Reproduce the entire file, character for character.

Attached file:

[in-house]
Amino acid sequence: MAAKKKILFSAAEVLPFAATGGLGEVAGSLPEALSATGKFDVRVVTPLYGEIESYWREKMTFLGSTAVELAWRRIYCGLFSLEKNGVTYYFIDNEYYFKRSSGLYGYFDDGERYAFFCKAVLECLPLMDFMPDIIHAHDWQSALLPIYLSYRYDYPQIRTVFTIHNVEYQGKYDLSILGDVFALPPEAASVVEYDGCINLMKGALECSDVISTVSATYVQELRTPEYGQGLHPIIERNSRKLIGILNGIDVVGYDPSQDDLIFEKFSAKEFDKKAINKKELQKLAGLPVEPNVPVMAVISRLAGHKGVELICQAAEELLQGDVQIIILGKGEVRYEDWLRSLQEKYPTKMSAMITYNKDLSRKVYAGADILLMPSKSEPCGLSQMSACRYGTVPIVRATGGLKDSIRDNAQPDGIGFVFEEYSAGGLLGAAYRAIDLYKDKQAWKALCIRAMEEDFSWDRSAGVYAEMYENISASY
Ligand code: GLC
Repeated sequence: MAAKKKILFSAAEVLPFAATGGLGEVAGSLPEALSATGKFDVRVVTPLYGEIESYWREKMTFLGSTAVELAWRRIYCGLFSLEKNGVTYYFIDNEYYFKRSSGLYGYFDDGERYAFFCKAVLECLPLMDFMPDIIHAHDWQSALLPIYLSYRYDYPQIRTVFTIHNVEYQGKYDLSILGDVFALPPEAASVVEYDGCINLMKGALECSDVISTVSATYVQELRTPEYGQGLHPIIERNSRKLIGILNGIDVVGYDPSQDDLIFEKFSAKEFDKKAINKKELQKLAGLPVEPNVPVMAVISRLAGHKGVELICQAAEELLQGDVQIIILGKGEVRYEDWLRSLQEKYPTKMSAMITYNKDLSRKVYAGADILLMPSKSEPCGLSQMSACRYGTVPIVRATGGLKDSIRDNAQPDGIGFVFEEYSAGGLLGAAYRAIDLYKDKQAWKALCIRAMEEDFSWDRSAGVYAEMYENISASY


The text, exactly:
[in-house]
Amino acid sequence: MAAKKKILFSAAEVLPFAATGGLGEVAGSLPEALSATGKFDVRVVTPLYGEIESYWREKMTFLGSTAVELAWRRIYCGLFSLEKNGVTYYFIDNEYYFKRSSGLYGYFDDGERYAFFCKAVLECLPLMDFMPDIIHAHDWQSALLPIYLSYRYDYPQIRTVFTIHNVEYQGKYDLSILGDVFALPPEAASVVEYDGCINLMKGALECSDVISTVSATYVQELRTPEYGQGLHPIIERNSRKLIGILNGIDVVGYDPSQDDLIFEKFSAKEFDKKAINKKELQKLAGLPVEPNVPVMAVISRLAGHKGVELICQAAEELLQGDVQIIILGKGEVRYEDWLRSLQEKYPTKMSAMITYNKDLSRKVYAGADILLMPSKSEPCGLSQMSACRYGTVPIVRATGGLKDSIRDNAQPDGIGFVFEEYSAGGLLGAAYRAIDLYKDKQAWKALCIRAMEEDFSWDRSAGVYAEMYENISASY
Ligand code: GLC
Repeated sequence: MAAKKKILFSAAEVLPFAATGGLGEVAGSLPEALSATGKFDVRVVTPLYGEIESYWREKMTFLGSTAVELAWRRIYCGLFSLEKNGVTYYFIDNEYYFKRSSGLYGYFDDGERYAFFCKAVLECLPLMDFMPDIIHAHDWQSALLPIYLSYRYDYPQIRTVFTIHNVEYQGKYDLSILGDVFALPPEAASVVEYDGCINLMKGALECSDVISTVSATYVQELRTPEYGQGLHPIIERNSRKLIGILNGIDVVGYDPSQDDLIFEKFSAKEFDKKAINKKELQKLAGLPVEPNVPVMAVISRLAGHKGVELICQAAEELLQGDVQIIILGKGEVRYEDWLRSLQEKYPTKMSAMITYNKDLSRKVYAGADILLMPSKSEPCGLSQMSACRYGTVPIVRATGGLKDSIRDNAQPDGIGFVFEEYSAGGLLGAAYRAIDLYKDKQAWKALCIRAMEEDFSWDRSAGVYAEMYENISASY